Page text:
Human skills do not immediately yield a well functioning financial system. Institutional development is a complex matter. In India we have one remarkable success story in the transformation of the equity market. As of 1993, the securities industry in India would have been considered primitive by world standards: it was then steeped in floor-based trading, the dangerous leverage and manipulative possibilities that went with badla, the regular occurence of payments crises and paper-based settlement. The securities industry as of then had little competitive strength when compared with the financial markets of New York and Singapore.

Today, just four years later, the picture has been substantially altered. India has progressed through online trading and clearing corporation into depository and rolling settlement in a shorter time than most other countries. The modern securities industry in India has the advantages that come with a late start, and compares well with many OECD countries. The use of computerised order-matching (instead of market makers) and the use of dematerialisation at the depository (instead of immobilisation) are examples of situations where the securities industry in India is ahead of the New York Stock Exchange, the London Stock Exchange, etc.

The agenda for further institutional development in India's financial system today, in reaching for international competitiveness, may be defined as six areas:

Policy initiatives in these areas are often mired in destructive political conflicts and in poor execution. These objectives are, however, the agenda for reforms in the financial sector for the coming two years.

A major hurdle for Bombay as a financial centre lies in transport and communications. The air and road transport facilities connecting into Bombay are primitive by world standards.

Restrictions by the DOT are proving to be a critical hurdle in the way of the development of the financial sector. As observed in the report of the Dave Committee on Infrastructure for the Capital Markets, the two most-needed elements of reform are (a) the abolition of DOT's "closed user group" policy and (b) policy reforms designed at ensuring that Internet services are available to companies in India at international rates (i.e. 2 Mb/s lines at Rs.7 lakh a year).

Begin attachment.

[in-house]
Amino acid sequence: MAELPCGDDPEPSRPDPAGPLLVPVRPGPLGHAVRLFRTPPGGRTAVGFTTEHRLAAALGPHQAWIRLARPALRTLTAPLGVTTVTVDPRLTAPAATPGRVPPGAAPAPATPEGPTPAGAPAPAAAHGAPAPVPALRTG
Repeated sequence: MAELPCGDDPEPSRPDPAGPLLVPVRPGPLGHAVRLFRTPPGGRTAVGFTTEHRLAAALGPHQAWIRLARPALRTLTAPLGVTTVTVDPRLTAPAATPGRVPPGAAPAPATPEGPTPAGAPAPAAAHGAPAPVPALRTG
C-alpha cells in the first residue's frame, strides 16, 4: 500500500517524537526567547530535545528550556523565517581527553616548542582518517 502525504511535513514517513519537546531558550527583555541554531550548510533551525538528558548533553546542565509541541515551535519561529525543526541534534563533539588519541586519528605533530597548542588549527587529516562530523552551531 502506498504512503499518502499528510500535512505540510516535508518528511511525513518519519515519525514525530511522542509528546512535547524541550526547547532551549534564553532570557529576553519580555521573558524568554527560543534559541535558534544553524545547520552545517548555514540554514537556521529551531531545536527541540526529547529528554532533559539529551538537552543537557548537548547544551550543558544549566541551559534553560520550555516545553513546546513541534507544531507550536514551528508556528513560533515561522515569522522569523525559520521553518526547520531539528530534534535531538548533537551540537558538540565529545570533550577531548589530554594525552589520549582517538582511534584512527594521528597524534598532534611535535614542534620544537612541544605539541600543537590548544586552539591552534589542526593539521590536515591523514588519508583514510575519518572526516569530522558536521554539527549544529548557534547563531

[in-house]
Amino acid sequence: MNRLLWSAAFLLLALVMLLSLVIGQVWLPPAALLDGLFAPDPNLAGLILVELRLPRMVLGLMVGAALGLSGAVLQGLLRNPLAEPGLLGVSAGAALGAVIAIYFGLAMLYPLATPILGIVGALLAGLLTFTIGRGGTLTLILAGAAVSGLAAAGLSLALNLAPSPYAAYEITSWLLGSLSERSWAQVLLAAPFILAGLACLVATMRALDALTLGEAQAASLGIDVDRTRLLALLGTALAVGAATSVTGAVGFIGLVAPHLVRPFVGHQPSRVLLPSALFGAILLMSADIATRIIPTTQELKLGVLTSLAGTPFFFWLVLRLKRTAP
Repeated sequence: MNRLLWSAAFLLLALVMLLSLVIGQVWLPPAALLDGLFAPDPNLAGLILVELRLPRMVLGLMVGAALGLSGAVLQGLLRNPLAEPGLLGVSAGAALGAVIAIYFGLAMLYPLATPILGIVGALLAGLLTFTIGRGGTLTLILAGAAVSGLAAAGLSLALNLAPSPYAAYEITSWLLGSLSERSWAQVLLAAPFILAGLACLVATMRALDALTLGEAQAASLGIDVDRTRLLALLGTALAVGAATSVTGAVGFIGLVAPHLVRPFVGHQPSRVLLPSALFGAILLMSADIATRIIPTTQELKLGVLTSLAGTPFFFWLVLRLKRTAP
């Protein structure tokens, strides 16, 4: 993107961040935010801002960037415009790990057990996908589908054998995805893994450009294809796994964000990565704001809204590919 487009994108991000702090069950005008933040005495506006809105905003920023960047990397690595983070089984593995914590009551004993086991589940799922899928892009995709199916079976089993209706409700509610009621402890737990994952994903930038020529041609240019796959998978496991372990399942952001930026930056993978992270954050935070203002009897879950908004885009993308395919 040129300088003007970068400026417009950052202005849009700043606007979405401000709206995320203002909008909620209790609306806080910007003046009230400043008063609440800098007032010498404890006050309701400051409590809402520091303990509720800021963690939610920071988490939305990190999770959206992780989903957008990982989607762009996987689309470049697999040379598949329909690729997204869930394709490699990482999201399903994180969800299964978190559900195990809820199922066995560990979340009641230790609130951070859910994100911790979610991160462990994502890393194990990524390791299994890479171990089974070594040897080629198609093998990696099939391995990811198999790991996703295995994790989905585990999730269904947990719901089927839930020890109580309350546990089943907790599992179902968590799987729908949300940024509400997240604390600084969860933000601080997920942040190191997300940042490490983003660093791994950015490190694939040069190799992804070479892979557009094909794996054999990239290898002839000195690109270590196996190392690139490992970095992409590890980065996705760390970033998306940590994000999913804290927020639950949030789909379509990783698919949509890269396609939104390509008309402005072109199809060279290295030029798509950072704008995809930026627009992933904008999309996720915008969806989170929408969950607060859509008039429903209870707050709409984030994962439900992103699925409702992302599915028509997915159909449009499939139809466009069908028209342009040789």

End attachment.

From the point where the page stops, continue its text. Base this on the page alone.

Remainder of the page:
The Internet is a fascinating example of the strengths of India vis-a-vis China. The Internet is shaping up to become the common data highway for the worldwide financial industry, linking up investors, intermediaries and issuers. Numerous market practices in the financial sector need to be re-implemented in an Internet-centric way, thus obsoleting much old technology and market practice. The gains from remarkably cheap initiatives are highly apparent: e.g., if all the commercial buildings of Bombay were wired up with an intra-city network running at 2 Mb/s, it would generate a quantum leap in the quality of functioning.

In India, the hurdles in the way of the spread of the Internet are (a) economic illiteracy and (b) the entrenched interests of the DOT. These are smaller hurdles, and more tractable as compared with the ideological and philosophical barriers to the Internet, and the openness that it represents, which is found in China. In addition, India has an intrinsic advantage in terms of the extensive use of English, the lingua franca of the Internet and of the international finance community.

As the lights fadeout in Hong Kong, and with the dawn of convertibility in India, we should be highly conscious of the unique opportunities and challenges which are presented for Bombay, and for India.